Matilda Butler, ABC’s of Writing #21
Happiness seems to be in full bloom. I’m not talking about the delicate spring lupines, the robust summer roses, the colorful fall chrysanthemums, the persistent winter pansies popping their heads up through the snow. Happiness seems to be on a growth trajectory that keeps it in bloom all 12 months, year after year.
And no, I haven’t lost my mind. I’m well aware of ongoing revolutions, death, poverty, joblessness and the many other problems of the world. So what do I mean that happiness is in bloom? Let me back up. Kendra and I often delve into science — the social and physical sciences — to uncover research findings that can be used by writers. Over the past year, we’ve dug deeply and come up with powerful information and insights that can help us all be better writers. However, as we wrap up our book, Writing Alchemy: Turning Your Words into Gold, we’ve found we have to eliminate some of our examples and add them to our already large pile of “interesting but just can’t use it” science nuggets. In addition, we constantly run into new areas of research.
One of the new areas I’ve been reading about is the science of happiness. The topic is now part of a wildly blooming field of scientific inquiry. If you look for books on happiness on Amazon, you’ll find plenty — 20,927 to be specific. If you want information right away and so check websites for “happiness research”, you’ll get 165,000 hits. Many of these books and posts are derivative of the work of a small cluster of scientists and Sonja Lyubomirsky at the University of California-Riverside is one of the early researchers in this field. For almost two decades, she has investigated the science of happiness.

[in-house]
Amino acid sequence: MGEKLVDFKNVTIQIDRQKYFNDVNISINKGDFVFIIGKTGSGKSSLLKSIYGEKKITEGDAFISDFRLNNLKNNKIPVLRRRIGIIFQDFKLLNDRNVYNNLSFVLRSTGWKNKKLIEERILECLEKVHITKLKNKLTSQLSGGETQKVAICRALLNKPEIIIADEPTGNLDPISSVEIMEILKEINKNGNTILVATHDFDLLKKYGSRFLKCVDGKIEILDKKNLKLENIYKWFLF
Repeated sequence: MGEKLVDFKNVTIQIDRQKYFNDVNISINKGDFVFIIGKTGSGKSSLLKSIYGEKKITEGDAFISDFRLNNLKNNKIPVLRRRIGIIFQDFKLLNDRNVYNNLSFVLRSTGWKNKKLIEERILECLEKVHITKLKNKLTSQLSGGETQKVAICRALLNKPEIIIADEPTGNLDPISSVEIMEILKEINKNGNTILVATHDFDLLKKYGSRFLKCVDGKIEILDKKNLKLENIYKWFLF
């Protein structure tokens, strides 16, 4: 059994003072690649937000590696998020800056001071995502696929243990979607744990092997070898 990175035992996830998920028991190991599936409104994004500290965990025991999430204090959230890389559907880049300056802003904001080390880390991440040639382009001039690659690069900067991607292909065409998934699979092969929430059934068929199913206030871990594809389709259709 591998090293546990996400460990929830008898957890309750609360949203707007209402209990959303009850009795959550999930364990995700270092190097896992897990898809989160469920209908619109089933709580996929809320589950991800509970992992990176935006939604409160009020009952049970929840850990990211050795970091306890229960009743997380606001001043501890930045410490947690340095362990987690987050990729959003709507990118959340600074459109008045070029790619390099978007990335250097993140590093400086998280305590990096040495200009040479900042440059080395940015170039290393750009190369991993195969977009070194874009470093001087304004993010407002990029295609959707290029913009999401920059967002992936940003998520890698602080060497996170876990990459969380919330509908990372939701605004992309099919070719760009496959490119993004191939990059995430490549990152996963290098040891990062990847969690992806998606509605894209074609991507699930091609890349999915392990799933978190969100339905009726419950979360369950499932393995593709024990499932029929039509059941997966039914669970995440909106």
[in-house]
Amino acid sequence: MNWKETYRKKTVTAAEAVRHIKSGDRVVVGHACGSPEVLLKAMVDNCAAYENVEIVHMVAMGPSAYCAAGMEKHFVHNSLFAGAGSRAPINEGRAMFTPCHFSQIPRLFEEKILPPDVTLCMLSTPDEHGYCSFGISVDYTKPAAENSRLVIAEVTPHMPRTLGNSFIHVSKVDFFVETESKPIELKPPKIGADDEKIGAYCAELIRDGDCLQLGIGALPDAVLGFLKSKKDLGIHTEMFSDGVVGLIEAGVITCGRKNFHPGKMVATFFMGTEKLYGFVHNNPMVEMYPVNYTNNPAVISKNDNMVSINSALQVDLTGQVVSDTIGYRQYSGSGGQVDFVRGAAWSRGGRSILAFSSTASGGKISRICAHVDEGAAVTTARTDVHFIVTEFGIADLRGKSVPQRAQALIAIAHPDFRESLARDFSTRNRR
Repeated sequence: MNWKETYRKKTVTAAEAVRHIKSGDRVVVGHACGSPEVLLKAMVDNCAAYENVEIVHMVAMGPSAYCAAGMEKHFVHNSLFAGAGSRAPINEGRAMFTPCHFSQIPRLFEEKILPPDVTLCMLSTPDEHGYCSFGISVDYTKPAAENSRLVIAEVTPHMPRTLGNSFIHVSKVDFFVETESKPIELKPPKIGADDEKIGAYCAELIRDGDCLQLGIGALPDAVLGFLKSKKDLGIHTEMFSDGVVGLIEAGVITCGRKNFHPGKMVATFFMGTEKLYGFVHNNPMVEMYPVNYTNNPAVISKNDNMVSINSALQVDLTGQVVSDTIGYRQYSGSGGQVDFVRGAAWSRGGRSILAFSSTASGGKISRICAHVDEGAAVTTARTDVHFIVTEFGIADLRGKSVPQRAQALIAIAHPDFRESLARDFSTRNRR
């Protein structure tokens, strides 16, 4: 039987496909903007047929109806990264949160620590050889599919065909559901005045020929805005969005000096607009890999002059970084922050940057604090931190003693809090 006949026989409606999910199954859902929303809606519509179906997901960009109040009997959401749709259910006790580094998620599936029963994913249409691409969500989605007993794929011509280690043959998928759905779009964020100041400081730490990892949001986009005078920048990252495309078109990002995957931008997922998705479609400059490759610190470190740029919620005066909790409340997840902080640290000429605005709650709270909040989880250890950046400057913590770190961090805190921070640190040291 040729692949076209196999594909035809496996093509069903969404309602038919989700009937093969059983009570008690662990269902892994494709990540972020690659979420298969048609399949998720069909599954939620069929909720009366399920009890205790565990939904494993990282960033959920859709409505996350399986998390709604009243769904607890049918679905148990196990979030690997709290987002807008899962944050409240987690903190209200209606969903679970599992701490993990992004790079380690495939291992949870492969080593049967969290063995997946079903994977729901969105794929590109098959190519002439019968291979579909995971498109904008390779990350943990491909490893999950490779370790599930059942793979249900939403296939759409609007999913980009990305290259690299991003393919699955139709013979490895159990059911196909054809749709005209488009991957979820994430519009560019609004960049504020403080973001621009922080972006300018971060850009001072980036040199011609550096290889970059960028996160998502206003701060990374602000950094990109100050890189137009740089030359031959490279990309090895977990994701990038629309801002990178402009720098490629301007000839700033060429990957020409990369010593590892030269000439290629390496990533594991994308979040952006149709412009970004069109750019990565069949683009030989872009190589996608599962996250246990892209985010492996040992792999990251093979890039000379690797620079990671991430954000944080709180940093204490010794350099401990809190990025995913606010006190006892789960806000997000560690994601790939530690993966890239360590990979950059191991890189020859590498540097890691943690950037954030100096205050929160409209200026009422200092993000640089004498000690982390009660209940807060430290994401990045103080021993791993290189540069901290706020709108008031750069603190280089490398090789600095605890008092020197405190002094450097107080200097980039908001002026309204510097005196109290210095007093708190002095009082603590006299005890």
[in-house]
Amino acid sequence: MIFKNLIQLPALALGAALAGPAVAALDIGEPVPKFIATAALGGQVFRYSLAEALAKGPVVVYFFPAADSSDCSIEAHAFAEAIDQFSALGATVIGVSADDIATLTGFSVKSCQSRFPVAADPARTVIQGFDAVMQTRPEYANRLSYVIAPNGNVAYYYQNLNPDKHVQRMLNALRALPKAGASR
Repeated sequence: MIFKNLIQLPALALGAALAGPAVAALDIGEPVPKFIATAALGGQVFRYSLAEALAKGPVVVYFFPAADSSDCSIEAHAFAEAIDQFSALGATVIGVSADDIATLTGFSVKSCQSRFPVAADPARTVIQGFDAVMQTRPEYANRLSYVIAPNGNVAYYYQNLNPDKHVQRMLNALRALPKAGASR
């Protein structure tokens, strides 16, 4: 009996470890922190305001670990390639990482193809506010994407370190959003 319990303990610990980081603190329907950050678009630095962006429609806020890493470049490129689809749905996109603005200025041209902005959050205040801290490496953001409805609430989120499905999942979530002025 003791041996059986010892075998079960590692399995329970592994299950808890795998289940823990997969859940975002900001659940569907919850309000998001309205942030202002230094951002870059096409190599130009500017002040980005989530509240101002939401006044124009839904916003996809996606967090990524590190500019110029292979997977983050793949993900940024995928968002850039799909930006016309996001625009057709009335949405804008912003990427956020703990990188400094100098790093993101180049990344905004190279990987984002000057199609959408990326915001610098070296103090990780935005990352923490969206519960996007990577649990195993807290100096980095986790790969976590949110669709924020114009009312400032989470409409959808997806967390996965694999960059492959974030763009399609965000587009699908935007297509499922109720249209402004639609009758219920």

What do we mean by happiness? It is a perpetual state? No. Does money buy it? No. Are we born into it? To a certain extent. Does life change it? Somewhat. Can we control it? Absolutely.
The How of Happiness: A New Approach to Getting the Life You Want, Lyubomirsky’s 2007 book that planted the seeds writers continue to harvest, demonstrates that about 50% of our sense of happiness is determined by genetic factors. Think of it this way, some people are Tiggers right from the start with bouncy personalities that never let them down. Others are better described as gloomy donkey Eeyores. When my children were young, I loved reading this part of Winnie the Pooh:
“Good morning, Pooh Bear,” said Eeyore gloomily. “If it is a good morning,” he said. “Which I doubt,” said he.
“Why, what’s the matter?”
“Nothing, Pooh Bear, nothing. We can’t all, and some of us don’t. That’s all there is to it.”
“Can’t all what?” said Pooh, rubbing his nose.
“Gaiety. Song-and-dance. Here we go round the mulberry bush.”
While we may have birth predispositions to happiness or sadness, there is still another 50% to be explained. Circumstances or events account for about 10% of happiness. Tragedies and adverse life experiences, it turns out, can reduce happiness for a while, but our usual outlook on life often returns in spite of “bad stuff.” The remaining 40% — described as intentional action — is under our control. That is quite significant as it means we can control our ability to experience happiness.
On Women’s Memoirs blog today, I have posted a video showing some unexpected findings about happiness. Then I’ve shared one study and posted two writing prompts. I hope you’ll join me there to see how you can incorporate the findings from happiness research both in your writing and in your life.